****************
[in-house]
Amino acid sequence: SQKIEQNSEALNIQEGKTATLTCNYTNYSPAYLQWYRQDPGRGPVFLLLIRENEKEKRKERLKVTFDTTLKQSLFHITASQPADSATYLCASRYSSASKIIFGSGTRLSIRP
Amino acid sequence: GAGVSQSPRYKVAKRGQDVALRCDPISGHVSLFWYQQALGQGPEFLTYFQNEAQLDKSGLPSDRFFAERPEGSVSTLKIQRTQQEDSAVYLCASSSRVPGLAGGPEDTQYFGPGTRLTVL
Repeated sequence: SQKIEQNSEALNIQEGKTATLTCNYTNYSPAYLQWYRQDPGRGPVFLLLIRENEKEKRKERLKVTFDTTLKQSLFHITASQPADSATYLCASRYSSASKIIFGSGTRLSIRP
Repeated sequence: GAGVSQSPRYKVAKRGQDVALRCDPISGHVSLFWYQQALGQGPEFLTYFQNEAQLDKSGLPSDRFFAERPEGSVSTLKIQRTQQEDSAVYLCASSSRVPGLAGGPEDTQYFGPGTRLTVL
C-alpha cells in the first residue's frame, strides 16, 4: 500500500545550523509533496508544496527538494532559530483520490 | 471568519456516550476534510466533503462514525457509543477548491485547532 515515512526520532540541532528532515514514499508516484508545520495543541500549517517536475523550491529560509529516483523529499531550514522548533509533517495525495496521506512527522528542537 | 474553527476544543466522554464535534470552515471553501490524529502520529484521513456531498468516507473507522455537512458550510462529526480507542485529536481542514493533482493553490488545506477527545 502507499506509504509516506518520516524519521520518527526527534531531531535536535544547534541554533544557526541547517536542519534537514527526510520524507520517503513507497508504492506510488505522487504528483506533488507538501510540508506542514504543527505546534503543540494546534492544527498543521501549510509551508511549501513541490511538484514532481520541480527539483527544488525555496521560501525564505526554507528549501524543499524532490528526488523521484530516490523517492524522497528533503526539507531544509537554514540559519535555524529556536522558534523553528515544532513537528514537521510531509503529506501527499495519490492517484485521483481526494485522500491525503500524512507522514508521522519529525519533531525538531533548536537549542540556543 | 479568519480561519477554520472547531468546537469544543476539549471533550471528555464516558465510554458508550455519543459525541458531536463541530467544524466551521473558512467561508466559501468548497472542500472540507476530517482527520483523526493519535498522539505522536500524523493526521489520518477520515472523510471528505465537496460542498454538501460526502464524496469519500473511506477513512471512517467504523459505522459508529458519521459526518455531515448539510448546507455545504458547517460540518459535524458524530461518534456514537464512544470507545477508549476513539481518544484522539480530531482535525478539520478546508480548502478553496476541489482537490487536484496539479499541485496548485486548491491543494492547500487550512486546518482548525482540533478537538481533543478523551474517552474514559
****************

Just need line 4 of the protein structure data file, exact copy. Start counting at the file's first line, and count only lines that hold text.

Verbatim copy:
Repeated sequence: SQKIEQNSEALNIQEGKTATLTCNYTNYSPAYLQWYRQDPGRGPVFLLLIRENEKEKRKERLKVTFDTTLKQSLFHITASQPADSATYLCASRYSSASKIIFGSGTRLSIRP